(Ms Wallace) The government has done quite a lot on transport, including transport for people who are socially excluded, issues like concessionary bus fares and the like. We are not the only way of doing something on transport. We have been asked to focus on transport and social exclusion now.

  694. It would suggest that the departments that are mainly responsible have done enough. Is that what you are saying?
  (Ms Wallace) No, that is not what I am saying. What I am saying is that they have done a lot but this is now one of four topics that we are being asked to focus on in our next period and we will be bringing the knowledge that we have accumulated through the work we have done, and some of the connections that we can help to build across departments.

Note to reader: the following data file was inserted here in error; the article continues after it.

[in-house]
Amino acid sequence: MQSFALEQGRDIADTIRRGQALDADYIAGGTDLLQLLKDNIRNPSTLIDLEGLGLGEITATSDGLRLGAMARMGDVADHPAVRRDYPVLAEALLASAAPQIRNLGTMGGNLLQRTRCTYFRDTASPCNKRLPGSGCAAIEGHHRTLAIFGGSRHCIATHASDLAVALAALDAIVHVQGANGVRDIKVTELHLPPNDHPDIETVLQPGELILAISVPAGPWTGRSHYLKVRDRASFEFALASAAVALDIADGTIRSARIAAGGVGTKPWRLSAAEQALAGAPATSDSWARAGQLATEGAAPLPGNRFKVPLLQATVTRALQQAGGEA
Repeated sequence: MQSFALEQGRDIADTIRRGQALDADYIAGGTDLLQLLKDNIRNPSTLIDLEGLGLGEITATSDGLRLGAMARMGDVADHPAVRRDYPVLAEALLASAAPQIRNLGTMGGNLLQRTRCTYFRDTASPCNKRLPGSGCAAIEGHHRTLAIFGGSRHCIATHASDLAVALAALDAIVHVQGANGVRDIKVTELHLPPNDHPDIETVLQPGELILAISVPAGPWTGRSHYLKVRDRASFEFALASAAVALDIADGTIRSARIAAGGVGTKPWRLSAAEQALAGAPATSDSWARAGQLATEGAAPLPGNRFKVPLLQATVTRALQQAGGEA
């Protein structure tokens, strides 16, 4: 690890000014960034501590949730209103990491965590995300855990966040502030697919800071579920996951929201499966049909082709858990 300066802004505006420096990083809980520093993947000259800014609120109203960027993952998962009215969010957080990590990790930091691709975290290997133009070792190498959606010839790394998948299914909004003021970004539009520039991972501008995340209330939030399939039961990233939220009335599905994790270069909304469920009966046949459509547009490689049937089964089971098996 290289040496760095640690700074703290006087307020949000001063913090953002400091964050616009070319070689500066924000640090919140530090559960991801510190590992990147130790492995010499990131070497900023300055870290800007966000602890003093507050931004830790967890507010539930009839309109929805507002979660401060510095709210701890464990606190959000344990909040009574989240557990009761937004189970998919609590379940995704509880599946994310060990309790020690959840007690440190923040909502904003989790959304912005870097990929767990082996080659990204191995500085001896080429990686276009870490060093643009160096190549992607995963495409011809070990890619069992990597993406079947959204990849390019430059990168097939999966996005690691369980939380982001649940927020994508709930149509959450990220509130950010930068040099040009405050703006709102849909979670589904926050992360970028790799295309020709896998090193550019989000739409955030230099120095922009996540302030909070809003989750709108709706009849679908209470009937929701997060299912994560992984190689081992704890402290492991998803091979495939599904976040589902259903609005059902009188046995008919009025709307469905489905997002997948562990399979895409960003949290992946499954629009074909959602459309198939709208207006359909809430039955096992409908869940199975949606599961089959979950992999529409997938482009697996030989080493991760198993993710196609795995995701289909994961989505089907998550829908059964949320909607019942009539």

695. Given the experience of your operation over four years, in hindsight, do you not think you made a mistake by not having as part of all the inquiries that you have been involved in a section on transport issues as far as the deprivation issue is concerned, because it does not matter which of the issues you have mentioned that you have tackled; there is a transport implication now.
  (Ms Wallace) Transport has come up in most of our studies, as I mentioned in my opening statement.

  696. You have not made it a specific point, as a recommendation, back to the Prime Minister, have you? Anything you have done is in the report to date.